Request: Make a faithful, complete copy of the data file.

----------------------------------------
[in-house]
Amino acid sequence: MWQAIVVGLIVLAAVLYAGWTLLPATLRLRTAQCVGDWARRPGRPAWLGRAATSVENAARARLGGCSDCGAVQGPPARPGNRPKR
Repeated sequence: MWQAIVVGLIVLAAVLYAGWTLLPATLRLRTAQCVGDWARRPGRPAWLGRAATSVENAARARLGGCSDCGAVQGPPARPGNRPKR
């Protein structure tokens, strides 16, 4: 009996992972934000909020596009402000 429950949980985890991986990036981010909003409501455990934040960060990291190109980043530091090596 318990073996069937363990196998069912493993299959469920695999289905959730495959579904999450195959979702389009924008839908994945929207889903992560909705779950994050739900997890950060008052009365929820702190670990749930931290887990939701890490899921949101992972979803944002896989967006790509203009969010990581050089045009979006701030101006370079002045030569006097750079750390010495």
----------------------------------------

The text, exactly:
[in-house]
Amino acid sequence: MWQAIVVGLIVLAAVLYAGWTLLPATLRLRTAQCVGDWARRPGRPAWLGRAATSVENAARARLGGCSDCGAVQGPPARPGNRPKR
Repeated sequence: MWQAIVVGLIVLAAVLYAGWTLLPATLRLRTAQCVGDWARRPGRPAWLGRAATSVENAARARLGGCSDCGAVQGPPARPGNRPKR
């Protein structure tokens, strides 16, 4: 009996992972934000909020596009402000 429950949980985890991986990036981010909003409501455990934040960060990291190109980043530091090596 318990073996069937363990196998069912493993299959469920695999289905959730495959579904999450195959979702389009924008839908994945929207889903992560909705779950994050739900997890950060008052009365929820702190670990749930931290887990939701890490899921949101992972979803944002896989967006790509203009969010990581050089045009979006701030101006370079002045030569006097750079750390010495």